When I reviewed Stéphane Denève’s disc containing the Fourth
Symphony, I thought he had concluded his Roussel cycle, since
he had recorded all of the symphonies. I wondered at the time,
though, because of his recording of Bacchus et Ariane
accompanying the recording of the Third Symphony. The answer
is here. This would seem to be the final recording in Denève’s
Roussel series and it maintains the high standards set in the
Le festin de l’araignée, translated here as The
Spider’s Banquet (I have usually seen it as The Spider’s
Feast), is the composer’s “other” ballet. It has often
taken a back seat to Bacchus et Ariane which comes
from later in Roussel’s career and is more typical of his mature,
neo-classical style. The Spider’s Banquet is usually
thought of as one of his “impressionistic” works, looking backwards
to Debussy, but nonetheless has attractions equal to those of
its more famous successor. I compared Denève’s recording with
one by the BBC Philharmonic under Yan Pascal Tortelier on Chandos
CHAN9494 (that also includes Bacchus et Ariane) and
found the contrasting interpretations rather enlightening. Whereas
Tortelier is softer focused and blended — indeed more “impressionistic”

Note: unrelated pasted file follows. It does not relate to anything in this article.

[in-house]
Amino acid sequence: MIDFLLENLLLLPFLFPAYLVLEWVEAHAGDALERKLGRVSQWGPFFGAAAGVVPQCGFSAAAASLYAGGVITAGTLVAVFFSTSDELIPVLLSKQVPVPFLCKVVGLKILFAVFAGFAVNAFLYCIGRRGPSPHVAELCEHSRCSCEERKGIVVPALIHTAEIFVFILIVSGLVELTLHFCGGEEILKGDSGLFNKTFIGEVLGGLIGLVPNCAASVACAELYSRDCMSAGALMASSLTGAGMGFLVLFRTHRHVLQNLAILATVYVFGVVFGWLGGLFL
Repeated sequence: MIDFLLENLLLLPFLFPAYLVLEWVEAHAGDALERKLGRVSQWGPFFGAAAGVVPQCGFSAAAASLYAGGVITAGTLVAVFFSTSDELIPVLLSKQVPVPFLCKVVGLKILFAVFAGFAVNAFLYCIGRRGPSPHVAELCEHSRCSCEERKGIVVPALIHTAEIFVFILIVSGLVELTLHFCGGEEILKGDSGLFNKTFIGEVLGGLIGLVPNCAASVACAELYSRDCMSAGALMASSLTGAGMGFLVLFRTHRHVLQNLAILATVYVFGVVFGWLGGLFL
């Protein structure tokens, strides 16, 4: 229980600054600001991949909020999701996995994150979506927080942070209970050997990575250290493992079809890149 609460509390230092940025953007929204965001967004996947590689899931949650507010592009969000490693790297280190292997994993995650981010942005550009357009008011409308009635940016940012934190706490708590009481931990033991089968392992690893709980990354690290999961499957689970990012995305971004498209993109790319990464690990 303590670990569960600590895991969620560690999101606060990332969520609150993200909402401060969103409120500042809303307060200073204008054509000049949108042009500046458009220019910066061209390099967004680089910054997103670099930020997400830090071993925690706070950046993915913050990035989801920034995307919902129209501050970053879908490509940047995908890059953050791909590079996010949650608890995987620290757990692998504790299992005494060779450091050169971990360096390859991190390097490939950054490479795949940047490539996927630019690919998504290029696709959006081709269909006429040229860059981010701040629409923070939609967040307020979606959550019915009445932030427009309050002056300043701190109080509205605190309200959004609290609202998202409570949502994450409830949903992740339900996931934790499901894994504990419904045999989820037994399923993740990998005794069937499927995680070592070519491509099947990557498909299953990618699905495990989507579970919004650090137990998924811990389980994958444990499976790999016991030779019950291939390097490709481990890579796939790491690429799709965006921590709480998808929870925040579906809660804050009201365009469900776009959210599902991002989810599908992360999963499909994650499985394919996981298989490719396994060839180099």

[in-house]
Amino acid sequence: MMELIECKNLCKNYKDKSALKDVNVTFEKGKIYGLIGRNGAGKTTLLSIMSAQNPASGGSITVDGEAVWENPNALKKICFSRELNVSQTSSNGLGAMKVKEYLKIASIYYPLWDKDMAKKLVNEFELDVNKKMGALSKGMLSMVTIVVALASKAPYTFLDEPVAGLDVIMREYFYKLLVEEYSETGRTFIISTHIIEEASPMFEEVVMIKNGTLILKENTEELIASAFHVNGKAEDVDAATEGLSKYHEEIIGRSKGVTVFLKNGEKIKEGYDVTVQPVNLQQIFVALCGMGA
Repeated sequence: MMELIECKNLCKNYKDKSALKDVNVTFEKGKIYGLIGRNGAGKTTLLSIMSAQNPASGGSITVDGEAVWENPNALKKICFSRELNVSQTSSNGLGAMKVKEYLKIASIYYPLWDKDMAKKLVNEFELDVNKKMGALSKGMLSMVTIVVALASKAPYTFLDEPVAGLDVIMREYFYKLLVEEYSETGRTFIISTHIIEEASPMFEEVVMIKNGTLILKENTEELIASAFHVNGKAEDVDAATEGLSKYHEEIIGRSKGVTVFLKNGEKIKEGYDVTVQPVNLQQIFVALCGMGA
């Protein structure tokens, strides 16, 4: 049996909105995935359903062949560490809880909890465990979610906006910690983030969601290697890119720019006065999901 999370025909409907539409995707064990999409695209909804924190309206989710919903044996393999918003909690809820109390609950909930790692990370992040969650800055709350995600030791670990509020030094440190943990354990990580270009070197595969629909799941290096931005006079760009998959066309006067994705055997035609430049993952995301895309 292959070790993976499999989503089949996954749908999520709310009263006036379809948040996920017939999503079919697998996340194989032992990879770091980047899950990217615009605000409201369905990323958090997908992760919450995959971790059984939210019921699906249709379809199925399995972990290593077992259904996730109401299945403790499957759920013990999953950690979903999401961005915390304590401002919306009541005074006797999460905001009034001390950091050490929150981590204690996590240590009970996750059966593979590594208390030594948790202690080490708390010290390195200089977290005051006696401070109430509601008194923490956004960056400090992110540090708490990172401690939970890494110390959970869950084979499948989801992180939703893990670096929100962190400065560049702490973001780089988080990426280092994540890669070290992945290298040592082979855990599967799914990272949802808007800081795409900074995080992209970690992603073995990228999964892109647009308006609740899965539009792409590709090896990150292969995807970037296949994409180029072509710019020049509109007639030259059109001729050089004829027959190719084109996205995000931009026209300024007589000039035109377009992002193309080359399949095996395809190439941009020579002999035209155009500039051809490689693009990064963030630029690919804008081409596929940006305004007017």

- Denève paints his Spider’s Banquet in bolder and
brighter colors that look forward to Roussel’s later period.
Both are convincing, but I must say I have gained a greater
appreciation of the score from Denève. The ballet now seems
to me to be every bit as good as Bacchus et Ariane.
The various entomological dances and scenes are characterized
very well by the whole orchestra, but special praise is due
the to woodwinds — above all the wonderful flute playing.
Accompanying the ballet is a rarity: two suites Roussel compiled
from his opera-ballet, Padmâvatî, music that was inspired
by the composer’s visit to India. The suites are quite colorful
and contain more than a little Eastern exoticism, though the
music is pure Roussel through and through. Again the superb
flute deserves a mention here. I don’t think, based on the orchestral
excerpts here, however, that the composer’s inspiration was
at the same high level as in the two ballets or the later symphonies.
It is certainly pleasant enough, but with the disc’s rather
short timing some vocal selections from the score might have
enhanced its appeal. Nonetheless, for anyone collecting the
series this recording of The Spider’s Feast alone would
make it a worthy acquisition. If your primary interest is in
the two major ballets, Tortelier’s accounts on Chandos still
have much to commend them.
As with the other discs in this Roussel series, Richard Whitehouse
provides the detailed and well-written notes. The cover art,
Victor Hugo’s Vianden through a Spider’s Web, further
adds to the attractions of the CD.
See also review
by Brian Reinhart